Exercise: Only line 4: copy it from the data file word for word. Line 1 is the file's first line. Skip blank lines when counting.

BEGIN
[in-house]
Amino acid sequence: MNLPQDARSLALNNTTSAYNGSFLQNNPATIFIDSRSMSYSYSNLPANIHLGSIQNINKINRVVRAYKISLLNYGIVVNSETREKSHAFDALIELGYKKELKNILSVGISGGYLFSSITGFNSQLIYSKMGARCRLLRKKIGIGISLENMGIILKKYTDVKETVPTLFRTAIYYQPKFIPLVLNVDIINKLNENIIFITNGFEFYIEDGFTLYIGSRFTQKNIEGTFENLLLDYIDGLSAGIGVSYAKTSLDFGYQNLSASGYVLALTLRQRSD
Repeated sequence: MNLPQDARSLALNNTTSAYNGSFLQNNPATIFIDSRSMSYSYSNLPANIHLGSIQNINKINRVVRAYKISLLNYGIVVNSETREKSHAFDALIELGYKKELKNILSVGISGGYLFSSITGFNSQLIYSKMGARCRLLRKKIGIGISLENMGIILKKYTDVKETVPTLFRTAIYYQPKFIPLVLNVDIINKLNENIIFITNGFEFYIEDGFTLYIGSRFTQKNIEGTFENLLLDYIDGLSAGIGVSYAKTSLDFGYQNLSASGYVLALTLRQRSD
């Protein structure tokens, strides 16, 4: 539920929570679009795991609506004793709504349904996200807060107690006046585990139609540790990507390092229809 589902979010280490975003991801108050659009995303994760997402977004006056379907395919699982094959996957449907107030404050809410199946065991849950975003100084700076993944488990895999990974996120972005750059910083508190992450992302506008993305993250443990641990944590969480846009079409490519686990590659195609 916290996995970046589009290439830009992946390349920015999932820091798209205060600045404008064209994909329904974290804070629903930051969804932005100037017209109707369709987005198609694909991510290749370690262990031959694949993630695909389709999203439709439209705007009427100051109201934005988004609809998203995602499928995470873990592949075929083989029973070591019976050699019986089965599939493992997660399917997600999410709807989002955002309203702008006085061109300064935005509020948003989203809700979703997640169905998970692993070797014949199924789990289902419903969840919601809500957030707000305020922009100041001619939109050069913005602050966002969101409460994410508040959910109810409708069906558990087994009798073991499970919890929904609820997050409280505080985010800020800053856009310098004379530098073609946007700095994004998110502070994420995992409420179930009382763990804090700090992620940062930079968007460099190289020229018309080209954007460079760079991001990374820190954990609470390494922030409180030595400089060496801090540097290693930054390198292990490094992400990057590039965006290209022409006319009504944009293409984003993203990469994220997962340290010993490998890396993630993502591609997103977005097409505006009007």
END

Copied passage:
């Protein structure tokens, strides 16, 4: 539920929570679009795991609506004793709504349904996200807060107690006046585990139609540790990507390092229809 589902979010280490975003991801108050659009995303994760997402977004006056379907395919699982094959996957449907107030404050809410199946065991849950975003100084700076993944488990895999990974996120972005750059910083508190992450992302506008993305993250443990641990944590969480846009079409490519686990590659195609 916290996995970046589009290439830009992946390349920015999932820091798209205060600045404008064209994909329904974290804070629903930051969804932005100037017209109707369709987005198609694909991510290749370690262990031959694949993630695909389709999203439709439209705007009427100051109201934005988004609809998203995602499928995470873990592949075929083989029973070591019976050699019986089965599939493992997660399917997600999410709807989002955002309203702008006085061109300064935005509020948003989203809700979703997640169905998970692993070797014949199924789990289902419903969840919601809500957030707000305020922009100041001619939109050069913005602050966002969101409460994410508040959910109810409708069906558990087994009798073991499970919890929904609820997050409280505080985010800020800053856009310098004379530098073609946007700095994004998110502070994420995992409420179930009382763990804090700090992620940062930079968007460099190289020229018309080209954007460079760079991001990374820190954990609470390494922030409180030595400089060496801090540097290693930054390198292990490094992400990057590039965006290209022409006319009504944009293409984003993203990469994220997962340290010993490998890396993630993502591609997103977005097409505006009007």